Relative risk reduction is useful metric to standardize effect size for public heath interventions for translational research

J Clin Epidemiol. 2015 Mar;68(3):317-23. doi: 10.1016/j.jclinepi.2014.11.013. Epub 2014 Dec 18.

Abstract

Objectives: Heterogeneity of effect measures in intervention studies undermines the use of evidence to inform policy. Our objective was to develop a comprehensive algorithm to convert all types of effect measures to one standard metric, relative risk reduction (RRR).

Study design and setting: This work was conducted to facilitate synthesis of published intervention effects for our epidemic modeling of the health impact of human immunodeficiency virus [HIV testing and counseling (HTC)]. We designed and implemented an algorithm to transform varied effect measures to RRR, representing the proportionate reduction in undesirable outcomes.

Results: Our extraction of 55 HTC studies identified 473 effect measures representing unique combinations of intervention-outcome-population characteristics, using five outcome metrics: pre-post proportion (70.6%), odds ratio (14.0%), mean difference (10.2%), risk ratio (4.4%), and RRR (0.9%). Outcomes were expressed as both desirable (29.5%, eg, consistent condom use) and undesirable (70.5%, eg, inconsistent condom use). Using four examples, we demonstrate our algorithm for converting varied effect measures to RRR and provide the conceptual basis for advantages of RRR over other metrics.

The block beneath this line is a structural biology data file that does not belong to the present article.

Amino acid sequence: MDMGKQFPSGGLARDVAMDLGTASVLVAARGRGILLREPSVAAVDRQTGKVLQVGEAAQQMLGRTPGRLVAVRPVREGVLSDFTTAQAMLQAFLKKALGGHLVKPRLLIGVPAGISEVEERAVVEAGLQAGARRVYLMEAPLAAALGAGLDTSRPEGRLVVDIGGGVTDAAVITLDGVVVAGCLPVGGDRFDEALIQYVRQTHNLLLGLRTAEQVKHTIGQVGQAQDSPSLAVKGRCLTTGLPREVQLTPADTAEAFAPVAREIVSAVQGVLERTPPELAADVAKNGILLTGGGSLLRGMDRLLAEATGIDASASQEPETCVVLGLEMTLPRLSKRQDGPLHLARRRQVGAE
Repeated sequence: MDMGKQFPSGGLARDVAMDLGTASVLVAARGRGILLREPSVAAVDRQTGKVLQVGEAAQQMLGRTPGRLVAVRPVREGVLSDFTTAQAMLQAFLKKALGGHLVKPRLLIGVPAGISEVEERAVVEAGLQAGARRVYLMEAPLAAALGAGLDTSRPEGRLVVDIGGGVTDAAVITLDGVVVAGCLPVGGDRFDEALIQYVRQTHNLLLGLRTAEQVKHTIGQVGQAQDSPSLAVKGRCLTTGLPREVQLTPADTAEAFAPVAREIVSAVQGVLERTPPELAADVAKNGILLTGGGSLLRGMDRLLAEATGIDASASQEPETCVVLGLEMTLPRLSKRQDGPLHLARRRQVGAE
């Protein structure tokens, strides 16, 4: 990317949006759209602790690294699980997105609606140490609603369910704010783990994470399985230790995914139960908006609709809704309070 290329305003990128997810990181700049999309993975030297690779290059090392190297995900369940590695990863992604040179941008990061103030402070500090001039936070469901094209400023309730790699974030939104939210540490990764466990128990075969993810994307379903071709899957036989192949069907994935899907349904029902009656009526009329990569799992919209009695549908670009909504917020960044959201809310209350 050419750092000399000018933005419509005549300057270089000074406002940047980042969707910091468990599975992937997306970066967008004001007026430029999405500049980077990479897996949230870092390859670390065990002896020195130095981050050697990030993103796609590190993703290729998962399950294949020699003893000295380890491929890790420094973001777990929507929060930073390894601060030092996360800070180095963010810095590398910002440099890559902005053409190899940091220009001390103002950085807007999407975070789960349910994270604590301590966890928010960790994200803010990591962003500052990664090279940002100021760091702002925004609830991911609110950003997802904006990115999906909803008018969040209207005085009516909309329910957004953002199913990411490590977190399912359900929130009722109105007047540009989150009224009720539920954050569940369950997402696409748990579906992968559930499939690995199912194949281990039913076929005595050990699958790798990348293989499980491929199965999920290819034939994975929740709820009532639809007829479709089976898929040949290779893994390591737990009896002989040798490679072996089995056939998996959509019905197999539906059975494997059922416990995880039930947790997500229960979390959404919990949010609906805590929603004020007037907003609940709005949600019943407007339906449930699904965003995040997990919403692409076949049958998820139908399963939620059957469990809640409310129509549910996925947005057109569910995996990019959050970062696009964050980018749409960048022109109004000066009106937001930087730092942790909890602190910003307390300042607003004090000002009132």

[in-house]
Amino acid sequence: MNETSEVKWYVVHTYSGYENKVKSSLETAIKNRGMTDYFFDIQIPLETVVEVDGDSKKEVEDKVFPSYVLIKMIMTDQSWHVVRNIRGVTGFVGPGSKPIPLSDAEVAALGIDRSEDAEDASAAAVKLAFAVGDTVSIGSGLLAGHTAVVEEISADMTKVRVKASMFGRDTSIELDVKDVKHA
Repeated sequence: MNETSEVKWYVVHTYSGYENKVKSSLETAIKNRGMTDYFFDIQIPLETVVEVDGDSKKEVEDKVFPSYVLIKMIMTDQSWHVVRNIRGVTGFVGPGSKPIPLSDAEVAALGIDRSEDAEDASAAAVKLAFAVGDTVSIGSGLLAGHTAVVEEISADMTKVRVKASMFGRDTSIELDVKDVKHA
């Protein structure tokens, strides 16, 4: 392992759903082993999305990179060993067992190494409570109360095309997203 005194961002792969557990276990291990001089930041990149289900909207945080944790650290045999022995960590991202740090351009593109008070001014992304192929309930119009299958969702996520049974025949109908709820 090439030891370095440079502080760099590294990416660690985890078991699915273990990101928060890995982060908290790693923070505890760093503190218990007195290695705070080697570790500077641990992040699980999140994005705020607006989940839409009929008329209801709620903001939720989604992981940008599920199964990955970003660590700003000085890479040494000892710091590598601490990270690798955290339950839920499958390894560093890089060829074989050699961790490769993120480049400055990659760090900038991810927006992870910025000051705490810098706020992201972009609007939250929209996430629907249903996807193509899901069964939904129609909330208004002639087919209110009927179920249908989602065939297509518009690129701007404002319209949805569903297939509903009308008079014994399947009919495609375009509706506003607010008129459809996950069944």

Conclusion: Our review of the literature suggests that RRR, an easily understood and useful metric to convey risk reduction associated with an intervention, is underused by original and review studies.

Keywords: Decision making; Effect measures; Hazard ratio; Odds ratio; Relative risk reduction; Risk factor; Risk ratio.

Publication types

  • Research Support, N.I.H., Extramural

MeSH terms

  • Algorithms
  • Clinical Trials as Topic
  • HIV / pathogenicity
  • HIV Infections / epidemiology
  • HIV Infections / prevention & control*
  • HIV Infections / transmission
  • Humans
  • Meta-Analysis as Topic
  • Public Health*
  • Risk Reduction Behavior*
  • Translational Medical Research*